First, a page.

There was the one Lord Mayor for many years.

There were eighty members.

There was only the one Lord Mayor, and it was becoming chronic—it was very nearly becoming a hereditary position.

He rendered good service anyhow.

We will not enter into that. I am sorry they abolished the position of Lord Mayor, if for nothing else than to have someone to carry the mace.

You are as much concerned as anyone else.

Senator Haughton's remarks can be understood from the fact that he comes from the county of the persuasive stone. He also appealed to sentiment, and thought there should be an election about every single thing touching a city. I hold that there are very many important things in life that are not subject to an election. One does not consult the populace about what one will have for dinner. The city is amazingly improved, as one can see from the surface of the streets and the promenade of houses arising in Fairview. Take a period of twenty years before and five years after, and see which is the more desirable condition of things.

Who is responsible for the housing in Fairview?

The Commissioners, of course.

You are wrong.


We had better pass from that; it is a disputed point.

They must have been a sort of ante-dated construction thrown forward from the imagination of the councillors, including Senator Farren. Some of them are only about eighteen months up.

Who made the scheme?

I will not go into the question of schemes. It was the Government laid the schemes when they laid the schemers and put in the Commissioners.

They sent us a few schemers all right.

I need not enlarge further on that. I only express the hope that the Commissioners will be continued and the elections deferred as long as possible.

I sympathised with the last speaker when he said he was in a minority of one. That is the way I have sometimes been myself. I am very much disposed to agree with him on this occasion, but I am afraid I cannot wholly agree. I do not say that either the elective or the nominated method is necessarily right. We have hitched ourselves as a matter of governing principle, to the elective method, and I think that at this stage it is very hard to get away from it. If the Government think it should be abandoned, in my opinion it should be abandoned in a more logical manner, and we should definitely break with the elective method in regard to municipal government. Probably if we examine the matter we will find there is a half-way house. To a certain extent that is met by the report of the Poor Law Commission. I should like the Minister to say whether he has yet considered that report—not necessarily the majority report only, but the minority report also—and whether he is prepared to say that the recommendation with regard to a nominated health commissioner—a nominated officer to be the executive of the county council in all matters of health—will be adopted. To my mind that effects the best compromise. The county councils will be elected and will deal with general policy and pass estimates. Beyond that they will leave all the detailed administration to an appointed commissioner. I think the Local Government Department themselves cannot escape a certain responsibility for any inefficiency on the part of local bodies. They are so tied up and hampered by petty restrictions that they do not get an opportunity of feeling their sense of responsibility. In certain cases when things get too bad they must undoubtedly be abolished, but I think it would be a far better principle to give them a little more rope so that they may hang themselves, and not tie them up by regulations, restrictions and interference from the central body.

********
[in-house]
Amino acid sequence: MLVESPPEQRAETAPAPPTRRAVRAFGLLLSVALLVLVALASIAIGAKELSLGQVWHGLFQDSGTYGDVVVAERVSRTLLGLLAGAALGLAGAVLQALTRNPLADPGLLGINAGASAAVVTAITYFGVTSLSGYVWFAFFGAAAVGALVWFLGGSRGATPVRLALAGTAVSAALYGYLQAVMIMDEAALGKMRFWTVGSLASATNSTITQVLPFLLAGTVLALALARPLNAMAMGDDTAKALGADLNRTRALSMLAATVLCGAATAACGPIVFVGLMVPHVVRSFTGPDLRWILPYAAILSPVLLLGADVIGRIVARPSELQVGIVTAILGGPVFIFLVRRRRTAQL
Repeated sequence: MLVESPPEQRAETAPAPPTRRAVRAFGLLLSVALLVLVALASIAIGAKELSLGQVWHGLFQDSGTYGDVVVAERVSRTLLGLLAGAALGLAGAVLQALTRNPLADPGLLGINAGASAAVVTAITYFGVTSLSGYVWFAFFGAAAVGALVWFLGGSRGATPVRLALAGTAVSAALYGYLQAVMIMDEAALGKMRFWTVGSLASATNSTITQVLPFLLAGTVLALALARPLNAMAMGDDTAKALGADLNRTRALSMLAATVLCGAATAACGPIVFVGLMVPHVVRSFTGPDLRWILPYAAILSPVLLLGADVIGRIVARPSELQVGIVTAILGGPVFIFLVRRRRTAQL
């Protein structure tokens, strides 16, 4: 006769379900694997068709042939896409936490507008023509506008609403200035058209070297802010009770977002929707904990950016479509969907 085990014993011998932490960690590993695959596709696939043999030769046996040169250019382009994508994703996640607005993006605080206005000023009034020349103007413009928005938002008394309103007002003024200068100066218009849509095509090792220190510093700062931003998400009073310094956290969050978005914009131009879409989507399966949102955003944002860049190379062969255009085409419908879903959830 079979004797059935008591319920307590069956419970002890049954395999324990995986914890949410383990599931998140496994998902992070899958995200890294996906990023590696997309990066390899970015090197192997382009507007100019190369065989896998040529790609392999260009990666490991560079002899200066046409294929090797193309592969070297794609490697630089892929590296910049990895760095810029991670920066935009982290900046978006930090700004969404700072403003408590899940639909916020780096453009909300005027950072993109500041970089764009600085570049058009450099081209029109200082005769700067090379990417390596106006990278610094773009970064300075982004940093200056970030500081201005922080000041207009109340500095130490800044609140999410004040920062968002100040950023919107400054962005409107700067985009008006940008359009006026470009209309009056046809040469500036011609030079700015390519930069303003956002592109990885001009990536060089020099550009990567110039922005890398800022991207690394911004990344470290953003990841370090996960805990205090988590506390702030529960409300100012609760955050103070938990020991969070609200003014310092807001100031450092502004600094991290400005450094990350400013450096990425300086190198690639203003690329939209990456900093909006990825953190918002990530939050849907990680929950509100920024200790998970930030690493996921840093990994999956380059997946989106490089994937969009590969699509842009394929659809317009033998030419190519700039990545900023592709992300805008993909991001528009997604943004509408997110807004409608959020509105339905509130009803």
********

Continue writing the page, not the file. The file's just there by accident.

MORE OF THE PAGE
I am afraid most of the matters that have been discussed here are things that have come in as a kind of side-wind to this particular piece of legislation. The real matter that is dealt with in this Bill is the postponement of the elections for urban districts from a time in January to a time in June and the bringing of the date of elections for urban districts into definite relation with the date of elections for the county councils and the re-starting of a triennial series that was broken as a result of the conditions—I might say— following 1914 down. I am glad to get the kind of general approval that the Seanad has given to the general scheme of the Bill. It was necessary in dealing with the main matter in the Bill to make clear what was the position with regard to certain bodies that had been dissolved. The effect of Section 3 is to give the Minister the discretion that he still has arising out of previous legislation to keep the Commissioner system going in Dublin City, in the Dublin Union, in Cork City, and in the three urban districts of Trim, Ennis, and Westport. Senator Haughton misunderstood the position with regard to Trim, Ennis and Westport. They will be continued, as far as I can see at present, under Commissioners but if the situation changes to such an extent between this and next June that we think the election can be held, we would be prepared to allow urban elections to be held there. Section 3 gives us that particular power and in the third part of the Bill, we propose to postpone the elections in County Dublin, as distinct from the County Borough of Dublin, so that we will not have elections in the very many bodies that already exist in County Dublin under the circumstances. You might have an election next year costing anything from £5,000 to £10,000 according to the area covered and as a result of decisions taken under the Greater Dublin Commission, you might have a re-election of those bodies or a replacing of them within twelve months. The Bill retains, to the Minister, his discretion in regard to certain dissolved bodies and proposes to postpone elections in the County of Dublin that would otherwise take place there.